Another lesson in policy implementation

So I’m actually one of those people who really doesn’t mind saying, “I told you so.” I mean, sometimes, I did. Right?

And this is one of those times, albeit with an example that is even more dramatic than I could have dreamed up. Mental note to work this into next fall’s lectures on how the policy analysis/advocacy processes don’t end with the passage of legislation, the signing of an executive order, or the issuance of a judicial decree.

I recently read the book Methland. Not a good book to read before bed–does anyone else have an irrational fear of somehow, accidentally, becoming addicted to methamphetamine? Um, me neither.

So there is a whole bunch of stuff in here that’s worth talking about, primarily the author’s really profound linkage between the collapse of American agriculture, pursuant to degregulation and deunionization of the meatpacking industry and the rise of the agricultural megaconglomerate, and the move of meth into the void created in small towns across the American Midwest. A welcome change from the “people in small towns don’t have anything else to do” rationale for meth’s popularity, a glaringly inaccurate, stereotypical, and completely unhelpful attribution popularized in much of the media, and even state policy, discourse about the scourge of meth addiction.

But, this post isn’t about any of that, although I’d love to find a way to work that into the class I teach on global poverty, since we talk about the impact on the developing world of those same agricultural trends. It’s all about connections, people…

But the page that I marked in this book was towards the end, in the discussion of the Combat Meth Act. Good, strong title, bipartisan congressional support=concerted effort to provide the resources to really “combat meth”, right?

Wrong.

While the actual language of the bill was weakened somewhat after strong lobbying by the retain chain store industry (can’t get between people and their Sudafed, here), the industry understood what we, as social justice advocates, sometimes forget: it’s not even as important what’s in the legislation as what will control how the legislation is actually implemented.

So, while anti-meth advocates were upset by the exclusion of “stop buy” language in the bill (which would have stopped further purchases of the components of meth in the event of excessive buys), they still largely celebrated passage of the bill.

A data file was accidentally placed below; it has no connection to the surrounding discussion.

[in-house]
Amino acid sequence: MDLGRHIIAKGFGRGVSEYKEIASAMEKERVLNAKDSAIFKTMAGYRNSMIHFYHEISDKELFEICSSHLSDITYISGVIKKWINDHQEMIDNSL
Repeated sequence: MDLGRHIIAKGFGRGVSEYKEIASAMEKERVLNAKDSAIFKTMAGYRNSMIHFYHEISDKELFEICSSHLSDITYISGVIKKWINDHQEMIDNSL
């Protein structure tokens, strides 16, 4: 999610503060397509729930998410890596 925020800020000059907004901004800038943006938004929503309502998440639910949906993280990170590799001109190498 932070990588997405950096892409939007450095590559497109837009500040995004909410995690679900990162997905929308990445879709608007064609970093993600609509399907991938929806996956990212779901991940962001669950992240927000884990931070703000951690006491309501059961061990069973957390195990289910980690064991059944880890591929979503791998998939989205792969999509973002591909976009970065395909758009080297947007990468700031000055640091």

And then they realized that the legislation would allow states to permit pharmacies in those same chain stores to rely on handwritten logs of cold medicine sales instead of computerized systems that could communicate in real-time, help law enforcement to detect patterns, and, hopefully, actually combat meth, by reducing access to its ingredients, rather than trying to deal with the tragic human consequences later. As one of the champions of the anti-meth campaign said, “here we are, the most technologically advanced nation in history, and we have thousands of people writing hundreds of thousands of names in notebooks. We pass a law, and then we basically tell these huge companies that they’re not responsible for complying. It’s stunning” (p. 241).

And, unfortunately, totally unsurprising.

Rather than just bemoan this fairly predictable turn of events, we need to take this lesson as a challenge, and redouble our commitment to pay attention to the details–what are the consequences for failure to comply? What kinds of resources are put into monitoring? How will we build accountability in? WHO has ultimate responsibility for this accountability? To whom do we turn if we don’t feel that the policy is being followed?

We can’t allow ourselves to be beat by these back-door, hollow ‘victories’. Taking to heart this lesson of implementation, we can ensure that our hard advocacy work isn’t for naught. Take a cue from our adversaries: seal the deal.

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